Population Statistic: Read. React. Repeat.
Sunday, August 01, 2021

You can now buy it pretty cheaply by the roll, but once upon a time, aluminum gave precious metals a run for their money:

In fact, aluminum became more precious than gold and silver in the 19th century, because it was harder to obtain. The French government once displayed Fort Knox-like aluminum bars next to the crown jewels, and the minor emperor Napoleon III reserved a prized set of aluminum cutlery for special guests at banquets. (Less favored guests used gold knives and forks.) The United States, to show off its industrial prowess, even capped the Washington monument with a six-pound pyramid of aluminum in 1884.

But the aluminum market suffered a mighty crash shortly thereafter. Entrepreneurs in the United States and Europe finally figured out how to separate aluminum from minerals cheaply and also how to produce it on an industrial scale… In the mid-1800s, the first aluminum ingots on the market went for $550 per pound. Fifty years later, not even adjusting for inflation, it cost 25 cents for the same amount.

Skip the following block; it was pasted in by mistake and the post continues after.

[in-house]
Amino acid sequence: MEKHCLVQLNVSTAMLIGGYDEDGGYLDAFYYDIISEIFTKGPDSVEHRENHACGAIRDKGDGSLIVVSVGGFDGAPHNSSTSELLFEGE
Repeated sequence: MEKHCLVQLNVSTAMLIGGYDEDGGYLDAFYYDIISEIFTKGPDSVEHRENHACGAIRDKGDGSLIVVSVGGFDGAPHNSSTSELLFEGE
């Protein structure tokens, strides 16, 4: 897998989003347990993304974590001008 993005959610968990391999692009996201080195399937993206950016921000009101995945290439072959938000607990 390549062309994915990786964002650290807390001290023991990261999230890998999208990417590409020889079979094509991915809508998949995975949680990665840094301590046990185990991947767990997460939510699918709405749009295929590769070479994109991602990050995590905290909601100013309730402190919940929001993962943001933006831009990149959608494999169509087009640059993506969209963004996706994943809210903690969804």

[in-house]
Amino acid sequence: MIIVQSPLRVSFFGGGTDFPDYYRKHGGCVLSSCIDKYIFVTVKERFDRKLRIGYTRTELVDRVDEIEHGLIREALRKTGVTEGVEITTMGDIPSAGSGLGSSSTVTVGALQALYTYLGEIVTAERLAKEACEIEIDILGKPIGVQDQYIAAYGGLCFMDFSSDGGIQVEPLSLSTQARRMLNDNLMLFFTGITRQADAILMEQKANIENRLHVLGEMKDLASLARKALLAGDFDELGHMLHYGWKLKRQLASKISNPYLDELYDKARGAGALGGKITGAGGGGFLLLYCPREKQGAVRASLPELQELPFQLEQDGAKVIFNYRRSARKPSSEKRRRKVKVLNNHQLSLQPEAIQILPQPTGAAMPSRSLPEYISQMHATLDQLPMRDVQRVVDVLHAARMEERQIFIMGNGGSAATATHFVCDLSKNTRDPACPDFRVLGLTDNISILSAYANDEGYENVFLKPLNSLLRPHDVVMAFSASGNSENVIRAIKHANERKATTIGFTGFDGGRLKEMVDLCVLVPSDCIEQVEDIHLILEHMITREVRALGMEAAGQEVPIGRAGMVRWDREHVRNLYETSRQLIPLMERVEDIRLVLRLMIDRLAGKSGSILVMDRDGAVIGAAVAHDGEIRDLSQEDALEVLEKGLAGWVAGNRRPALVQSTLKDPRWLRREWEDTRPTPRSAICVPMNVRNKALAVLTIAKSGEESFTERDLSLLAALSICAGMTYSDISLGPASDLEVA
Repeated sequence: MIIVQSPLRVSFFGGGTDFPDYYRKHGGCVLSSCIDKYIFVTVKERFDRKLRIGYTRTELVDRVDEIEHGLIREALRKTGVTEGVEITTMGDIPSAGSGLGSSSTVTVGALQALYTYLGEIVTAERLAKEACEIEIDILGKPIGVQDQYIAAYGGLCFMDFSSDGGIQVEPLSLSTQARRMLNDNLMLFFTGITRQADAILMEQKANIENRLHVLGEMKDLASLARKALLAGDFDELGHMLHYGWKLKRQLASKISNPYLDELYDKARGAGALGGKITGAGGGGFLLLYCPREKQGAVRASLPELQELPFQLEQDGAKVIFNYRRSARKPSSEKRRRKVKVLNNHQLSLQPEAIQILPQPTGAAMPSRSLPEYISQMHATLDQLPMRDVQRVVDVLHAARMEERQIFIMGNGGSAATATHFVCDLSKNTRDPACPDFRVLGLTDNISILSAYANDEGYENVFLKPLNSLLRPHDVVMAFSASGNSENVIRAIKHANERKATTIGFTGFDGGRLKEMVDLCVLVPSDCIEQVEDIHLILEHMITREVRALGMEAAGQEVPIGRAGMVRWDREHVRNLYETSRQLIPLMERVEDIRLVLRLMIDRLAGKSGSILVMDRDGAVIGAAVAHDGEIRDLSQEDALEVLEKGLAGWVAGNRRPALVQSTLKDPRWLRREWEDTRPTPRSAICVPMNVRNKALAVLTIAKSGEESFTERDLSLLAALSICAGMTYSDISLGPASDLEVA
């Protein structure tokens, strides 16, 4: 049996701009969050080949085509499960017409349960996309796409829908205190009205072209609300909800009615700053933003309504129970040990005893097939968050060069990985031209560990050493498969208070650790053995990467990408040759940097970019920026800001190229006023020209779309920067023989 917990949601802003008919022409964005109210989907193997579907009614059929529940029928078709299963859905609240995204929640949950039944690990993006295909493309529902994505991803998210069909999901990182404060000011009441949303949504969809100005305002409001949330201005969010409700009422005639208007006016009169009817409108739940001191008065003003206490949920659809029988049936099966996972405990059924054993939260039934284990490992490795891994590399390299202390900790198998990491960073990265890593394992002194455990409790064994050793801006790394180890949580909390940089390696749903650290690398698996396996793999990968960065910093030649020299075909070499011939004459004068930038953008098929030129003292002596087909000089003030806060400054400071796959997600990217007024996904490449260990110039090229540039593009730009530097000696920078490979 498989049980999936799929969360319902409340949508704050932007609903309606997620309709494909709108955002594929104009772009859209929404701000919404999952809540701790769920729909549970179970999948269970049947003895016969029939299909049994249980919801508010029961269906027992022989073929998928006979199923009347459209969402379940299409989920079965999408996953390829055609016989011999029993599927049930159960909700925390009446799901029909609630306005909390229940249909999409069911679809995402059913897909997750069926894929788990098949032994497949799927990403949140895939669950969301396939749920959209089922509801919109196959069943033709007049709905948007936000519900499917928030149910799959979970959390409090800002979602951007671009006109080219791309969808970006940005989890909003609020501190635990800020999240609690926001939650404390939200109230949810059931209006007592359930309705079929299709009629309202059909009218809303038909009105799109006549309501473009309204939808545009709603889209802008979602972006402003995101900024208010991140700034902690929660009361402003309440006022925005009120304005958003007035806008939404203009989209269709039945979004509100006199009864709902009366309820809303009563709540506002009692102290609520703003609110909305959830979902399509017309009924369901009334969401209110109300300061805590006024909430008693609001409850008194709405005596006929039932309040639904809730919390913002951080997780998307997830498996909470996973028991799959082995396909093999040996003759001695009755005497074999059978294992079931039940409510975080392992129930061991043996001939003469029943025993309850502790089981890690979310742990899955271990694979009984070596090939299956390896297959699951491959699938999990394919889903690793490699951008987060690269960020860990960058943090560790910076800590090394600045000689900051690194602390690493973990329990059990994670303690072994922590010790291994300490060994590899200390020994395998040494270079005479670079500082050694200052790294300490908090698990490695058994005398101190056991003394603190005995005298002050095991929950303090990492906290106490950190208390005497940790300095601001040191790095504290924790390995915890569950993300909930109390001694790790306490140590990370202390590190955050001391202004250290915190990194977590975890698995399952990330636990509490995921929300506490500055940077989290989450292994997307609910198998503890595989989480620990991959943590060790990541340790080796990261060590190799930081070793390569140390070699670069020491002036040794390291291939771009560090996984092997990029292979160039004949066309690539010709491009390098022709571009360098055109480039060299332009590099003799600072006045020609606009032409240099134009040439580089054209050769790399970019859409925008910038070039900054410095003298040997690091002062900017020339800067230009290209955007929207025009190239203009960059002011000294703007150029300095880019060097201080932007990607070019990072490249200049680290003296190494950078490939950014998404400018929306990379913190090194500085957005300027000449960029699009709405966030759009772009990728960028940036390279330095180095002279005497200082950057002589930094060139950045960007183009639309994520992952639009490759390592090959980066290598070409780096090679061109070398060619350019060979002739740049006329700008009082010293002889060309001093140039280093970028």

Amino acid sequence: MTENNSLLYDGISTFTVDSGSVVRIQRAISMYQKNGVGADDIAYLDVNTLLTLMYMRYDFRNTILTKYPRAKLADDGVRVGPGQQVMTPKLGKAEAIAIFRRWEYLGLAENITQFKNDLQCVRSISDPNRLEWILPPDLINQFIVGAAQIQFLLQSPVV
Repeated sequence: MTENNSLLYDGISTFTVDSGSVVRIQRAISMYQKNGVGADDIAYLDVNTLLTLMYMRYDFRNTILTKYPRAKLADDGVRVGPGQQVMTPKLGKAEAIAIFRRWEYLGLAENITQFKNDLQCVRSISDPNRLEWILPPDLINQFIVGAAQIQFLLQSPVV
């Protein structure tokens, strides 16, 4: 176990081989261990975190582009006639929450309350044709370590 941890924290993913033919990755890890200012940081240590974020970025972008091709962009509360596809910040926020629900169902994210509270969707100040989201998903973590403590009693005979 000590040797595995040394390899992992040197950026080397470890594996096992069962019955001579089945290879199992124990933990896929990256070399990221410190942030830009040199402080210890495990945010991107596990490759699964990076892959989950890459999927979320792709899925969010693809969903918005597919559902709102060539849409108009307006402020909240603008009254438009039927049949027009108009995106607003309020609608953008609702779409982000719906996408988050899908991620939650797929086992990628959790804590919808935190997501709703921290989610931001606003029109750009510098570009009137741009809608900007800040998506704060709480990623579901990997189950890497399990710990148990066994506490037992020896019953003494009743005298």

Presumably, had this elemental ore maintained its rare status, by now we’d be chugging down our beverages from pop-top cans made of tin, and oohing-ahhing whenever somebody whipped out a no-credit-limit American Express Aluminum Card.

by Costa Tsiokos, Sun 08/01/2021 03:30pm
Category: History, Science
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